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9 moments in Secret Invasion episode 5 that annoyed the hell out of me

Published Jul 20th, 2023 8:08PM EDT

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Secret Invasion episode 5 is now streaming, providing key answers ahead of the finale. While it delivers a few big reveals, including explanations for potential plot holes, episode 5 does little to improve the show’s overall quality. Not that I expected Secret Invasion to get any better after the first half.

On top of that, the way that episode 5 ended, coupled with what we know about the MCU’s immediate future, makes me think there’s nothing in the Secret Invasion finale that can save the show or make it have any lasting impact on the greater MCU.

That aside, episode 5 is imperfect, and I find some of the plot choices Marvel made absolutely annoying. Before I explain, you should know big spoilers follow below.

Avengers DNA

Ok, this is the biggest reveal from Secret Invasion episode 5. The item that the Skrulls have been trying to get all along is a vial containing the DNA of all Avengers.

Long story short, Nick Fury (Samuel L. Jackson) came back after the blip, and the first thing he did was to reactivate his secret cell of Skrull spies to collect the DNA of all the Avengers that were hurt during the big Battle of Earth at the end of Endgame.

Wait, what? Why did Fury do that? And then he just left the planet for the better part of the three years that followed because the events in Infinity War and Endgame shook him to the core?

I’d love Marvel to explain to me like I’m a five-year-old how you collect blood samples from Avengers from a terrain that’s so contaminated with all sorts of blood and residue of extremely dangerous weapons. Remember that Thanos (Josh Brolin) rained so much fire on that battleground.

Rather than show us a Skrull transforming into James Rhodes (Don Cheadle) after three episodes that provided clear evidence that he’s a Skrull, we could have used an episode that would focus on all that.

Sure, there must be alien technologies that will let you extract DNA like that. Maybe human tech from Tony Stark (Robert Downey Jr.). But you can’t just drop this Incredibly-Super Soldier Serum and not explain more.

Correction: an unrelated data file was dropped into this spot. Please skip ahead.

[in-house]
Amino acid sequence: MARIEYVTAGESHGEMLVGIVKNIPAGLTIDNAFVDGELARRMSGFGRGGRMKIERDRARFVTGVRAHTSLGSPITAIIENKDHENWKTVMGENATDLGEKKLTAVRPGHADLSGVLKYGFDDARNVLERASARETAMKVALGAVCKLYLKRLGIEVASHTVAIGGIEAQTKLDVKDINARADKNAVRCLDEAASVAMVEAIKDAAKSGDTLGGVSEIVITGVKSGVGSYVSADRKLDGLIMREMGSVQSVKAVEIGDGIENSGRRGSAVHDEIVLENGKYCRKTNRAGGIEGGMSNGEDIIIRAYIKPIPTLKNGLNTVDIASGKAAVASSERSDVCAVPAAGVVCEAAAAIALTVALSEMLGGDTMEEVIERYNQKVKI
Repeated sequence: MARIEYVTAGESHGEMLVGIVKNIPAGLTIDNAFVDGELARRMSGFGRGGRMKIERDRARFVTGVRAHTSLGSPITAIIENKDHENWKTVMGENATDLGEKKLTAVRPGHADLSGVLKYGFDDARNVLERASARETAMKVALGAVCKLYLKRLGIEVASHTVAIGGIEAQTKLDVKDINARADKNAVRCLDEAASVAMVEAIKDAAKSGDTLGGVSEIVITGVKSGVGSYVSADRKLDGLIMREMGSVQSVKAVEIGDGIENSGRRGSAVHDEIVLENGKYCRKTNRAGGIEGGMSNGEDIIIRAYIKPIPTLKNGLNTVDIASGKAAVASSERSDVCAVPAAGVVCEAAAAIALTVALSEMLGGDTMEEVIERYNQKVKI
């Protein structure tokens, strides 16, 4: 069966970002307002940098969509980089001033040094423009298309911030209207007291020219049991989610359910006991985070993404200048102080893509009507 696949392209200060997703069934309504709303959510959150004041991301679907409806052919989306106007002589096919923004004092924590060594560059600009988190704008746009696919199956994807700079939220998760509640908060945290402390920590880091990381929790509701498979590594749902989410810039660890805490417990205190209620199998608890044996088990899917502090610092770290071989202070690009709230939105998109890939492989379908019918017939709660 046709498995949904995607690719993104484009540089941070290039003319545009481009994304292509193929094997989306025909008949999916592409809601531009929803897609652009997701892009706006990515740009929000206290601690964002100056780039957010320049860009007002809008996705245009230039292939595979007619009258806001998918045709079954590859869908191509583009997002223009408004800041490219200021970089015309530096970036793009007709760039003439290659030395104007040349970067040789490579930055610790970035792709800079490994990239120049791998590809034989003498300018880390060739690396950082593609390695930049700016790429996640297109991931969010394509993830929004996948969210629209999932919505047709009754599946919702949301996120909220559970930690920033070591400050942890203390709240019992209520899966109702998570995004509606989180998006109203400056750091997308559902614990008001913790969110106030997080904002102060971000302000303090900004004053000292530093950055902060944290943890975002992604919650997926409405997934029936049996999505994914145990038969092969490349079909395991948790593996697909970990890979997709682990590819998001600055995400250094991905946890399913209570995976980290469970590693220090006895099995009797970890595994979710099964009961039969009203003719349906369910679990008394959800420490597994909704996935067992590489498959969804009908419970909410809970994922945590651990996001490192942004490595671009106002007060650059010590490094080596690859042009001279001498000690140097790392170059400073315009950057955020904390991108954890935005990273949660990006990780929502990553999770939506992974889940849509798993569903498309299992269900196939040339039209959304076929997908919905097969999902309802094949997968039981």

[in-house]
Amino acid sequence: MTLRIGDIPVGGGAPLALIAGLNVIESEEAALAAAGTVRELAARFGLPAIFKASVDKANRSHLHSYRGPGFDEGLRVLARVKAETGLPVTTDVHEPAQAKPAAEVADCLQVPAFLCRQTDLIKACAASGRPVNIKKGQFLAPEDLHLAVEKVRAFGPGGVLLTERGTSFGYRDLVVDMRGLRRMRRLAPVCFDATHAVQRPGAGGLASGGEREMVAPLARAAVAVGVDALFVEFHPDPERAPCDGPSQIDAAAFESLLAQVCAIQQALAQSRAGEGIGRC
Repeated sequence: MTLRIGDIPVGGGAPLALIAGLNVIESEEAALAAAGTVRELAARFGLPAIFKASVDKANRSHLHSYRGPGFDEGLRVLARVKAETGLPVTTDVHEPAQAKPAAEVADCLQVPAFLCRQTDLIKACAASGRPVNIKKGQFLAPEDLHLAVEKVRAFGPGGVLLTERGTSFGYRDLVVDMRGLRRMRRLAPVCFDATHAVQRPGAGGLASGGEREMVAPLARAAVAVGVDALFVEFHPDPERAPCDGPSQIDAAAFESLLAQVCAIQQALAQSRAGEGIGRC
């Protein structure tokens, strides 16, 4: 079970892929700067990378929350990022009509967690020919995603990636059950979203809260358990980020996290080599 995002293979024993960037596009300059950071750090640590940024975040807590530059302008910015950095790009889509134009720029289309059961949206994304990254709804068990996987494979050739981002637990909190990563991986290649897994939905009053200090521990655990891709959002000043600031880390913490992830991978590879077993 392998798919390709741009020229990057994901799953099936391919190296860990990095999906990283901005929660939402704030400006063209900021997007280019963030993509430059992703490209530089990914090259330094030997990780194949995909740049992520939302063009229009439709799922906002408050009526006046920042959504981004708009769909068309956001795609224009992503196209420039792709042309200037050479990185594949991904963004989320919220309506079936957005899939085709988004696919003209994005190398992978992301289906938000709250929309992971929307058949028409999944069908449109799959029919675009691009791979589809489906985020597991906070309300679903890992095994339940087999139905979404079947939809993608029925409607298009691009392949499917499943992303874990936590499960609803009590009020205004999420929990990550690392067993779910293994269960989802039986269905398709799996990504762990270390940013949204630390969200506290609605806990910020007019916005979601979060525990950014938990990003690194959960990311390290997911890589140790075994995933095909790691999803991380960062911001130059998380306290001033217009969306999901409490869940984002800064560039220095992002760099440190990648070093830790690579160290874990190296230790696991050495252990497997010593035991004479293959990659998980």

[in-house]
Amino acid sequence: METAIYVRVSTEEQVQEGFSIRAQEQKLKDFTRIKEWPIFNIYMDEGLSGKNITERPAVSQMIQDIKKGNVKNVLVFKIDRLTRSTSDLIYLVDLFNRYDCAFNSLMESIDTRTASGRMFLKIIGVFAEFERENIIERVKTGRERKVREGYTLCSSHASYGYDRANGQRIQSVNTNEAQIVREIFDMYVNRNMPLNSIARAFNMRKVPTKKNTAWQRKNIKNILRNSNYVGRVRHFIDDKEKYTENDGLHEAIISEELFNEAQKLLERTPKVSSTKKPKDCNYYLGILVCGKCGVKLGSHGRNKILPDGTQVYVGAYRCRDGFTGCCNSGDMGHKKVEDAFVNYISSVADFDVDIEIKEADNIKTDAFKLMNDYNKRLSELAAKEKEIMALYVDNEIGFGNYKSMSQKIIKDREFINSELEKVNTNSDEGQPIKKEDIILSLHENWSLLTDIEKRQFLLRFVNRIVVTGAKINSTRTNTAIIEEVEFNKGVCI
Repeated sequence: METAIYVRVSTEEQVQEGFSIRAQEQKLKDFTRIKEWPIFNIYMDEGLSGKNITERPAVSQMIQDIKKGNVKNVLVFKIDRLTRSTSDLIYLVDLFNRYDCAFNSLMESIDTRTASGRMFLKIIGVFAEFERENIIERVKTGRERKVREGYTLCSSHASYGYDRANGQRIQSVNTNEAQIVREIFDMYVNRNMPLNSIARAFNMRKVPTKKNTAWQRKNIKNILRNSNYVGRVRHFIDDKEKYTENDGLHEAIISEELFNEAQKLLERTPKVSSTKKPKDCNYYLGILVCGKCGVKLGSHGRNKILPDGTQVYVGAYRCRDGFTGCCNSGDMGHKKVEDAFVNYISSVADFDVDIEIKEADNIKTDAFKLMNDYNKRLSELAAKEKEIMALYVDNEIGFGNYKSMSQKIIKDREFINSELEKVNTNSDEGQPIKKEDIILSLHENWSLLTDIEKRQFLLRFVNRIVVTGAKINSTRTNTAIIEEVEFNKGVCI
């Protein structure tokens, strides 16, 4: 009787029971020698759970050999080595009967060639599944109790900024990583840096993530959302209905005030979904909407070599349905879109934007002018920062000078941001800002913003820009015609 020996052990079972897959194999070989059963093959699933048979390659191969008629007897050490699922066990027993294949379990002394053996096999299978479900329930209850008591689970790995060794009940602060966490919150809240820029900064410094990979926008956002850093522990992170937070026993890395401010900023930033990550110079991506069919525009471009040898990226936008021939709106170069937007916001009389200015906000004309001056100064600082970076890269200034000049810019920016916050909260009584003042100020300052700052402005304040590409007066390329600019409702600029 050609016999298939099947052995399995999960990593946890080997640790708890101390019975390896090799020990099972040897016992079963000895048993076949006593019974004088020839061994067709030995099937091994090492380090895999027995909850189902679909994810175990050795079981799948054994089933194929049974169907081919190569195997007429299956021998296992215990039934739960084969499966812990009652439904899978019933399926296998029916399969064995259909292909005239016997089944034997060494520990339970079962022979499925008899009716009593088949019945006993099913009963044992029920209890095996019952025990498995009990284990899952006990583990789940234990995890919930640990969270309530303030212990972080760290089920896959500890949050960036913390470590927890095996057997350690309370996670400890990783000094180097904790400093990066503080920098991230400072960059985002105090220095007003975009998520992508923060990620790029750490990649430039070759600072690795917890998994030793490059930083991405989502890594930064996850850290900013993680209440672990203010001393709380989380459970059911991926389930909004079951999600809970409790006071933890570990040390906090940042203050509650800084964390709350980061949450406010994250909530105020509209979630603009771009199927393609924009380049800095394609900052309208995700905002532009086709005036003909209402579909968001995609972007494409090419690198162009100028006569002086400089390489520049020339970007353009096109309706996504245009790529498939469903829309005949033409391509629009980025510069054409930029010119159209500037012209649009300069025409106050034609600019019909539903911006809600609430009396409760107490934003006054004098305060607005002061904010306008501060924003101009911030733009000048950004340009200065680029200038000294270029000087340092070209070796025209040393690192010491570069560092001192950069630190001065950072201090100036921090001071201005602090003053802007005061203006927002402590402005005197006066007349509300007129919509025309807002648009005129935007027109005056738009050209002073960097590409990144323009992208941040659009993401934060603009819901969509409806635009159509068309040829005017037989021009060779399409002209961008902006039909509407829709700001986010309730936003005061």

Also, who was Fury working for in Infinity War and Endgame? Clearly, he was an employee of the US government.

James Rhodes (Don Cheadle) in Secret Invasion trailer.
James Rhodes (Don Cheadle) in Secret Invasion trailer. Image source: Marvel Studios

Why did Skrull-Rhodey let Fury go?

Fury saved the life of the US President in episode 4, but he’s about to be framed for Maria Hill’s death in episode 1. Rhodey made sure of that on new orders from Gravik. The Skrulls no longer want to kill Fury, as they realize only he knows the location of the Avengers DNA.

But Rhodey’s staff has Fury at gunpoint early in Secret Invasion episode 5. About a dozen Secret Service agents point their guns at Fury, yet they let him go. They might all be Skrulls, of course. In this case, the scene makes sense.

If they’re not all Skrulls, how would you justify letting Fury get away to the human Secret Service agents? When he just put a gun to Rhodey’s head. And when he is the main suspect in the murder of Maria Hill in Russia.

Why don’t the Skrulls replace the president?

Say all the Secret Agents around Rhodey are Skrulls in that hospital scene, which is the only reasonable scenario for Fury walking away free. Why aren’t they imitating the president of the US? President Ritson (Dermot Mulroney) is injured, and he’s easy prey.

Instead, we have Skrull-Rhodey trying to convince the president to nuke a place in Russia. A Skrull-President could just do it. This is a bigger plot issue of the entire season. The Skrulls fail to replicate several key officials. And they could also have replaced Fury early on as well.

Gravik (Kingsley Ben-Adir) has Groot-like powers.
Gravik (Kingsley Ben-Adir) has Groot-like powers. Image source: Marvel Studios

The instantaneous travel

The events in Secret Invasion happen over the course of a few days. And the thing I hate most about it is the ability of the Skrulls to seemingly travel from Russia to the UK and back instantaneously.